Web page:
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DIY Guide to Winterizing Sprinklers, Hoses & Outdoor Faucets

Are you ready for the cold weather? As winter approaches, it's important to protect your irrigation system, hoses, and outdoor faucets from freezing temperatures. Neglecting them can lead to costly repairs and damages once spring arrives. In this DIY guide, we will walk you through the steps to blow out sprinklers, prepare hoses and sprinklers for winter, and insulate outdoor faucets. Following these steps, you can safeguard your outdoor water fixtures and save money on potential repairs.

Blowing Out Sprinklers

Step 1: Gather the Necessary Tools

To blow out your sprinklers, you will need an air compressor with an appropriate cubic feet per minute (CFM) rating, a pressure regulator, and a hose that can connect to the compressor's air outlet.

Step 2: Turn Off the Water Supply

Before you begin blowing out your sprinklers, ensure that you turn off the water supply from the main shut-off valve. This valve is usually located in the basement or crawl space. Turning off the water supply prevents water from flowing back into the pipes while you work.

Step 3: Turn Off the Timer

If your system has an automatic timer, turn it off. Or, in some systems, activate the “rain mode,” which powers down the timer while keeping the programmed settings.

Step 4: Attach the Air Compressor

Attach the hose from the air compressor to the system's blow-out port, typically found near the backflow preventer. Adjust the pressure regulator on the compressor to a safe level, usually between 50-80 psi, to prevent damage to the system.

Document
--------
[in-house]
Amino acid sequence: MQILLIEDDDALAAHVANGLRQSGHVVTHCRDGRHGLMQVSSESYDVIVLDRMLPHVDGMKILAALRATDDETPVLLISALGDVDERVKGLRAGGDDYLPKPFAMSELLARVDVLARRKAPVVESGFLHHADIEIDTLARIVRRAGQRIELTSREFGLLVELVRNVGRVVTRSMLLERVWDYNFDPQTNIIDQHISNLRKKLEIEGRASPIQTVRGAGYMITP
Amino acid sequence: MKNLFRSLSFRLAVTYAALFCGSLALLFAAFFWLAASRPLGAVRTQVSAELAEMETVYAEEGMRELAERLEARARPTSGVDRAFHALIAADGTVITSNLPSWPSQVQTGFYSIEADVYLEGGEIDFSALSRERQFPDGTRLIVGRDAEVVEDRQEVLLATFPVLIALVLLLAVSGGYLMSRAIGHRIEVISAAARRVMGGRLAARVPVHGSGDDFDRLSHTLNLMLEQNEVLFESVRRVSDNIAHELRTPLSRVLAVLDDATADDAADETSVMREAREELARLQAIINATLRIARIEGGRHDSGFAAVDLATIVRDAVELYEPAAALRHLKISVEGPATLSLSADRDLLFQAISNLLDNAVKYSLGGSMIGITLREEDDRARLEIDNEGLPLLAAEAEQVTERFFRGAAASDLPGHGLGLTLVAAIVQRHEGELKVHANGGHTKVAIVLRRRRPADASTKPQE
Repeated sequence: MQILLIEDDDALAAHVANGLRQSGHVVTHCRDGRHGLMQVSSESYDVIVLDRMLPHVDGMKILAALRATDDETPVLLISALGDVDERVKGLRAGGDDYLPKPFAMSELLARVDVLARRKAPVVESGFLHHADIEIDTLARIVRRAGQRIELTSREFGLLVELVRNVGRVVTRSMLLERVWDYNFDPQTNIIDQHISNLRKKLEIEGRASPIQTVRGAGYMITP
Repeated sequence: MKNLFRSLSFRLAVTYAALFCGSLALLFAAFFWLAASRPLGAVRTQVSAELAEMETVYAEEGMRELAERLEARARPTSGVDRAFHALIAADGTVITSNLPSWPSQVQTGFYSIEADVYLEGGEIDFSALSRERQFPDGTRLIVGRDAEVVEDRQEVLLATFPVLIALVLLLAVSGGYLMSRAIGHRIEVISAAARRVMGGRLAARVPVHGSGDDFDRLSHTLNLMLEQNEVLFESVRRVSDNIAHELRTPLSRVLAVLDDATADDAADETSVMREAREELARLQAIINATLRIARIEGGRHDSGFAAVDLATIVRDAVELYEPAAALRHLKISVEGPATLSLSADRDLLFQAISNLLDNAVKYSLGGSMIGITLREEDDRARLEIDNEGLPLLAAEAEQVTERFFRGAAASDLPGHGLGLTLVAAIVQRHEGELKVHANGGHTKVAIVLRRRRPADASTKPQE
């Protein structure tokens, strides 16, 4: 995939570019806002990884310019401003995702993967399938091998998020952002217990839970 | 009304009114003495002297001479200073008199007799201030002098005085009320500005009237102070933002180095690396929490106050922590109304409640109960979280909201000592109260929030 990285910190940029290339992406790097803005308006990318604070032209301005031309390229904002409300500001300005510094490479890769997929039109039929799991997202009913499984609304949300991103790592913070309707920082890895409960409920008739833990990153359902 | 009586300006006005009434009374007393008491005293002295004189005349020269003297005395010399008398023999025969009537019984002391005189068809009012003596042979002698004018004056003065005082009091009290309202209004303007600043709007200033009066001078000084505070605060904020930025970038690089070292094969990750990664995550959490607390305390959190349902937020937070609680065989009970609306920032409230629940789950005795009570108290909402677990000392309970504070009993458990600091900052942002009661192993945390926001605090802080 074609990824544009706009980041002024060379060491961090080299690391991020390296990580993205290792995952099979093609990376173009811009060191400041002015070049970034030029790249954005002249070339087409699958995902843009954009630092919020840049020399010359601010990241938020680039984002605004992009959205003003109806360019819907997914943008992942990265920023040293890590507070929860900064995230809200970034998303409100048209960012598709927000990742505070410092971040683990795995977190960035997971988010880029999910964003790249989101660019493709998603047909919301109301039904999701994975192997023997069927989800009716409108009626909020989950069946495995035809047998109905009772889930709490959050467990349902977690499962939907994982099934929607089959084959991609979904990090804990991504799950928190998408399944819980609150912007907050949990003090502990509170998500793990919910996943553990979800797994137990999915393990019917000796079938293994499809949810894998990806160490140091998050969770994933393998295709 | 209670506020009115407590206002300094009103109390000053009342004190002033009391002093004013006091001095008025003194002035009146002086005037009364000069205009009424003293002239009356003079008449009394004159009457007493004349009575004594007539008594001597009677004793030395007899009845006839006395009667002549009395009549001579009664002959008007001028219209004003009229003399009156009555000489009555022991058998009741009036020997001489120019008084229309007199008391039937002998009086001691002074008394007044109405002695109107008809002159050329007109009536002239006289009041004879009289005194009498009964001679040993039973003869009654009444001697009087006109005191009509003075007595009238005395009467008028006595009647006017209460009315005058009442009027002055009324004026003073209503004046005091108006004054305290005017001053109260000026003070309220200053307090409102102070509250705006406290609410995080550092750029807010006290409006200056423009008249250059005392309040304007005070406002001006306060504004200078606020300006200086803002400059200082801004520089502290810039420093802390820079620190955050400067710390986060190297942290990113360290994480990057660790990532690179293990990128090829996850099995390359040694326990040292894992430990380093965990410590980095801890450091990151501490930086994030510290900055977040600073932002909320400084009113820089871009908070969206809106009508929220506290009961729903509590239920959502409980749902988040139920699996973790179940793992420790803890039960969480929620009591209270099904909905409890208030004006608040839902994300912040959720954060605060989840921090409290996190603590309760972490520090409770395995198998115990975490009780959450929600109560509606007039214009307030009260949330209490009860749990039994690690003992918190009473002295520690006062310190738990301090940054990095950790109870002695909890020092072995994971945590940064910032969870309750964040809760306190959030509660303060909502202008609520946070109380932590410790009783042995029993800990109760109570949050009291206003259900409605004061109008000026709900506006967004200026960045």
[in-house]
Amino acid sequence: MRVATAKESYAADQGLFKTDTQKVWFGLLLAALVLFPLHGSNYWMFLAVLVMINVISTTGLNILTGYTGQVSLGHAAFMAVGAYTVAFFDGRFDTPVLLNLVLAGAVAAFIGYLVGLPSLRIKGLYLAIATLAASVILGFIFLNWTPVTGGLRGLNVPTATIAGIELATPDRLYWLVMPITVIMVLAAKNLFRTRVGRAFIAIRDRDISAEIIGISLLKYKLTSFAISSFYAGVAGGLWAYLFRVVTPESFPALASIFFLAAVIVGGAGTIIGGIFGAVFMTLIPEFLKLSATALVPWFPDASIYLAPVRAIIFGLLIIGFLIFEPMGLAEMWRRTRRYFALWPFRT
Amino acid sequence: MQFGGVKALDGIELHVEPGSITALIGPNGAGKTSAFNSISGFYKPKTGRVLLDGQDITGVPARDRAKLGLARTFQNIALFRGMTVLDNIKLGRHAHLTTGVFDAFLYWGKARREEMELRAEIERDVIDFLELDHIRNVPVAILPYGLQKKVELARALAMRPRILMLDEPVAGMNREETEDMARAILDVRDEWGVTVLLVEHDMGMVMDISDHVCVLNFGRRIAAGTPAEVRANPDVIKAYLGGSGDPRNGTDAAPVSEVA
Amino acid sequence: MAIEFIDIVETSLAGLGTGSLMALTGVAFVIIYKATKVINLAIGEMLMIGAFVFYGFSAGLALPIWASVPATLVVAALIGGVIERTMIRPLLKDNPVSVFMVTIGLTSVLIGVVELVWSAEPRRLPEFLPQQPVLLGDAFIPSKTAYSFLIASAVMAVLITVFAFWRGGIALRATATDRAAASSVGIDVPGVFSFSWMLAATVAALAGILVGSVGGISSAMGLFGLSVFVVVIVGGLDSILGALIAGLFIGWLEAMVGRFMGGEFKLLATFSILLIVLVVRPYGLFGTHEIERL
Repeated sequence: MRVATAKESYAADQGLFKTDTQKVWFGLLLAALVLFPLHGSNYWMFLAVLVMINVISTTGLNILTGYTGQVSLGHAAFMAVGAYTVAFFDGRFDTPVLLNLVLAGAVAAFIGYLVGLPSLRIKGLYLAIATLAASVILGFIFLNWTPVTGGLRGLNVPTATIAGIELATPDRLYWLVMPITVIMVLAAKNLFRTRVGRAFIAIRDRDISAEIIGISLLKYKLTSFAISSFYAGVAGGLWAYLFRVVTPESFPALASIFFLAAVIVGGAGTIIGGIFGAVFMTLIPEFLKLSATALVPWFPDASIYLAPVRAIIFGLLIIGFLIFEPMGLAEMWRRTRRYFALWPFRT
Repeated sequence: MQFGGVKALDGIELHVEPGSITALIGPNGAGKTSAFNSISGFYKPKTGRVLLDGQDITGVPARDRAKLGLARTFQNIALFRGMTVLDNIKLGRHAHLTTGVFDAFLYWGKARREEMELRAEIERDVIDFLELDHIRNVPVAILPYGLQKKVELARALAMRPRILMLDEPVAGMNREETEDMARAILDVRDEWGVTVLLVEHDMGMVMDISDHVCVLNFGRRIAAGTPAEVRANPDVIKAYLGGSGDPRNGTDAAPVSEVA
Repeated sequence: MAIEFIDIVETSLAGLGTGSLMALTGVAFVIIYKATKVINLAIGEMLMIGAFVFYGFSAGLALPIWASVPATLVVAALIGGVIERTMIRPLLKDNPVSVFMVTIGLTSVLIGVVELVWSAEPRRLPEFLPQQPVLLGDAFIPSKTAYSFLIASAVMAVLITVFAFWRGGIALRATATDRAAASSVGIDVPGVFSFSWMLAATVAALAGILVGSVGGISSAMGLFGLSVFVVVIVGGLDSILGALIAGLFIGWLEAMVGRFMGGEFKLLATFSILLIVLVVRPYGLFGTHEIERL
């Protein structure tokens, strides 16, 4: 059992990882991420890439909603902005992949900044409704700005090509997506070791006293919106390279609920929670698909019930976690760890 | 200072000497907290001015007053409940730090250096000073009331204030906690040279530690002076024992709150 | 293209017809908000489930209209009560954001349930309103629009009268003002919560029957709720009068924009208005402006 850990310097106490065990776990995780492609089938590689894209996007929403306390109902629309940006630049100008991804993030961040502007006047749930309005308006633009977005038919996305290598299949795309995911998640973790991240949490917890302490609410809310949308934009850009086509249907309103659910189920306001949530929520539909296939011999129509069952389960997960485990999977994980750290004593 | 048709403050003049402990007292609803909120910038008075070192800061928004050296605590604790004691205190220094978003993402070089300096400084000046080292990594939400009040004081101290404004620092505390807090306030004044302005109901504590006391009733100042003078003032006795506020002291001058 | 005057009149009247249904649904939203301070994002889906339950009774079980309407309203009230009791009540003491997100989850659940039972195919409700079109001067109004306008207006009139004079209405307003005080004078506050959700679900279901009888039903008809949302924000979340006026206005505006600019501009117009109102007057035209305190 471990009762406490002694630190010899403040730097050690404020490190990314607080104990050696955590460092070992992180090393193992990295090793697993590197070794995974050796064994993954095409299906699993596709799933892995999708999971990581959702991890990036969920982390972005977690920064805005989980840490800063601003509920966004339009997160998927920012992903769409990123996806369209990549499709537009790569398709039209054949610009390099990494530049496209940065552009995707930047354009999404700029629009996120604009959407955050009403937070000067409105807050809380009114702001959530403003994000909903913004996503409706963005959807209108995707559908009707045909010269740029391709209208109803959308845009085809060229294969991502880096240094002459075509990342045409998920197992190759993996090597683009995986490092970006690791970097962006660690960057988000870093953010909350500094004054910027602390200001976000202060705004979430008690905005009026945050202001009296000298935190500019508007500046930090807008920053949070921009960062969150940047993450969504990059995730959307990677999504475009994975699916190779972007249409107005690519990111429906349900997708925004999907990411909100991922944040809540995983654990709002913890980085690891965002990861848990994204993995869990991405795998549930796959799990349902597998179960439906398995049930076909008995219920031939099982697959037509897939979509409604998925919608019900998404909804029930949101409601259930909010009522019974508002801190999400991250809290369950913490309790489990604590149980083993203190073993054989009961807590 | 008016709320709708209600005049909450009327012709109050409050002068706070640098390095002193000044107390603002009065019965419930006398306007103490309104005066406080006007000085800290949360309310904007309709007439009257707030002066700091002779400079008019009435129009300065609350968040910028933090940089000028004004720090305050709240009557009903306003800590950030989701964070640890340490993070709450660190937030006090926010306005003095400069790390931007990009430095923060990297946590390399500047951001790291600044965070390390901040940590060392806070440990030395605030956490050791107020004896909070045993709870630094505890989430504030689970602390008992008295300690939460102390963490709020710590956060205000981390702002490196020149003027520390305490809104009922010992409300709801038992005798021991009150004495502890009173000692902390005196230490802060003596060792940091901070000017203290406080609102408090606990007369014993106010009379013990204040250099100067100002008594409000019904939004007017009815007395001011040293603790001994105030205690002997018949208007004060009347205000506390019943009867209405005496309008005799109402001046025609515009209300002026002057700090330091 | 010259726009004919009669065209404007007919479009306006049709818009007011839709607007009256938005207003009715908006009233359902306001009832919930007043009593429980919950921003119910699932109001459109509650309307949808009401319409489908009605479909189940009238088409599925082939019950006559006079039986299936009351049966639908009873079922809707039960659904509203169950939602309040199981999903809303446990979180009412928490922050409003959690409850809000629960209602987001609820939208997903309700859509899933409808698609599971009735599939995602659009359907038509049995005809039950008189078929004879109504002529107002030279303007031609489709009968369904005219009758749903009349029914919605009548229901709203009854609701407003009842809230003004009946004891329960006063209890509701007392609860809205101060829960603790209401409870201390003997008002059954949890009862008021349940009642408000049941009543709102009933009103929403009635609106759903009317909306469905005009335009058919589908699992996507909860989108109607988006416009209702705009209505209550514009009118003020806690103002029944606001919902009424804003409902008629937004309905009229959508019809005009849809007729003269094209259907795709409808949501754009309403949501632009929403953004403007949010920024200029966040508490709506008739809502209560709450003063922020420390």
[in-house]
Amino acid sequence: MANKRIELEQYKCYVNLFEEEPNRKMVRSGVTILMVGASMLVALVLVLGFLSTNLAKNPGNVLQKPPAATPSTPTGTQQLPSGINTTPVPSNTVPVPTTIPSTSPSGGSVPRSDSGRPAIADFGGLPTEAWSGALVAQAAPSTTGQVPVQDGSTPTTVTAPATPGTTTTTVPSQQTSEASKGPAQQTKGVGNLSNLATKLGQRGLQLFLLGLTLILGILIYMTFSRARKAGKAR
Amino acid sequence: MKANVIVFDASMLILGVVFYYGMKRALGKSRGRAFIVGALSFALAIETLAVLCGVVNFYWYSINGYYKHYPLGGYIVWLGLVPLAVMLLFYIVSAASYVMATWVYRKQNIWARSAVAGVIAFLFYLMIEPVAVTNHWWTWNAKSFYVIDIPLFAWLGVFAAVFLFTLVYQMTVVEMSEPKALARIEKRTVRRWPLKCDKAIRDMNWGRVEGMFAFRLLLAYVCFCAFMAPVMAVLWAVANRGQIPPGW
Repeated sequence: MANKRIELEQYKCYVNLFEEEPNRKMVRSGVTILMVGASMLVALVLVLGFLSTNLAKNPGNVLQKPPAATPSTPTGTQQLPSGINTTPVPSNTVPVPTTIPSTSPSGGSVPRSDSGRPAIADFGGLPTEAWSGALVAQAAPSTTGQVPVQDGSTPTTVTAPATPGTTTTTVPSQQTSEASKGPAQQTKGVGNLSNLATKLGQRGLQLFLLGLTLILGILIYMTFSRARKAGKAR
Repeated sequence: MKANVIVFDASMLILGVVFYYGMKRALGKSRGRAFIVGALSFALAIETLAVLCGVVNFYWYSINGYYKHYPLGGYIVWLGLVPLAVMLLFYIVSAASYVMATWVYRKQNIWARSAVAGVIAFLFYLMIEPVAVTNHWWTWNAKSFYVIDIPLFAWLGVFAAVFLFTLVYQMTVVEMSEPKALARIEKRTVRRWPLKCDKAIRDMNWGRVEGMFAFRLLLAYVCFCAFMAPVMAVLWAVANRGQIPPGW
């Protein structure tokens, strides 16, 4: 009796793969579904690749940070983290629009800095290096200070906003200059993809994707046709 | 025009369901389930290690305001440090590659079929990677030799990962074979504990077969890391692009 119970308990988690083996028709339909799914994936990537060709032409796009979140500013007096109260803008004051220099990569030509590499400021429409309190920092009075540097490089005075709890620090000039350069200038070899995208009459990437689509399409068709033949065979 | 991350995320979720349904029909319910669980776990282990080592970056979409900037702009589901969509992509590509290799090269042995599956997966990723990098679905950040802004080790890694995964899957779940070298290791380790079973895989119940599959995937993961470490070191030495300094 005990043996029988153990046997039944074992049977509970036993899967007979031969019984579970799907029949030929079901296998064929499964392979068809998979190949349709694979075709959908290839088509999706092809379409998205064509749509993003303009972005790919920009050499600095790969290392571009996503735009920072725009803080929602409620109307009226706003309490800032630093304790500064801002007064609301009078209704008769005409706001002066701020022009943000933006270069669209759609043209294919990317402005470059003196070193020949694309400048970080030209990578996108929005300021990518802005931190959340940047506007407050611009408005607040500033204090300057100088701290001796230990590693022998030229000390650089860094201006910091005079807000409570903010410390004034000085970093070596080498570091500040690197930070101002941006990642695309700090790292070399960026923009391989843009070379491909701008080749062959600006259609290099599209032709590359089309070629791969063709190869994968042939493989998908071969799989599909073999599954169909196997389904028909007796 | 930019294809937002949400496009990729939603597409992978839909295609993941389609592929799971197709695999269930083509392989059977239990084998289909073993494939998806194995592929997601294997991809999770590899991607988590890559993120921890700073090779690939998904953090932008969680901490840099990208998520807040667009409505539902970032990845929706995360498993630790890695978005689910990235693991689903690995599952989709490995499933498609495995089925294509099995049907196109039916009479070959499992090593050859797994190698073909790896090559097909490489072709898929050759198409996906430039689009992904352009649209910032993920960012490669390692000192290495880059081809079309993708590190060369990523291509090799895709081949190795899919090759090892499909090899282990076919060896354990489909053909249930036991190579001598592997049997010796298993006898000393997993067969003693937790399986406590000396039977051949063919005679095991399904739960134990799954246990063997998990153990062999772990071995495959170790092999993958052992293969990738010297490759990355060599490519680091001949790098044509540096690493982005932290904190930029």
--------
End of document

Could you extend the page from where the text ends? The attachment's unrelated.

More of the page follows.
Step 5: Begin Blowing Out the System

Start blowing out the system zone by zone, opening one valve at a time while closing the others. Allow the compressed air to run through each zone until all the water is blown out of the pipes and sprinkler heads. Repeat this process for each zone in your system.

Step 6: Insulate the Exposed Components

Once you have blown out the system, insulate the faucets with insulation tape, foam covers, or other. See the section below on insulating outdoor faucets.

Preparing Hoses & Sprinklers for Winter

Step 1: Detach and Drain Hoses

Disconnect all hoses from outdoor faucets and drain them thoroughly. Coil the hoses without kinks or tight bends and store them in a dry and sheltered location, such as a garage or shed. This prevents water from freezing inside the hoses, causing them to crack or become brittle.

Step 2: Inspect and Clean Sprinklers

Inspect your sprinklers for any damages or debris. Clean them to ensure they function when spring arrives. Clogged or damaged sprinklers can lead to uneven watering or water wastage during the growing season.

Insulating Outdoor Faucets

Step 1: Locate and Turn off the Water Supply

Like winterizing sprinklers, find the main shut-off valve for your outdoor faucets and turn off the water supply.

Step 2: Remove Hoses and Drain Faucets

Remove any hoses attached to the outdoor faucets and drain the remaining water. A dripping faucet in freezing temperatures can lead to ice buildup and cause pipes to burst.

Step 3: Install Faucet Covers or Insulation

Purchase foam faucet covers from your local hardware store or create DIY insulation using old towels, rags, or pool noodles. Wrap the outdoor faucets with the covers or insulation and secure them with tape or zip ties. This layer of insulation provides an extra barrier against freezing temperatures.

Taking the time and effort to winterize your irrigation system and outdoor faucets is a small investment that pays off significantly in the long run. Happy winterizing!

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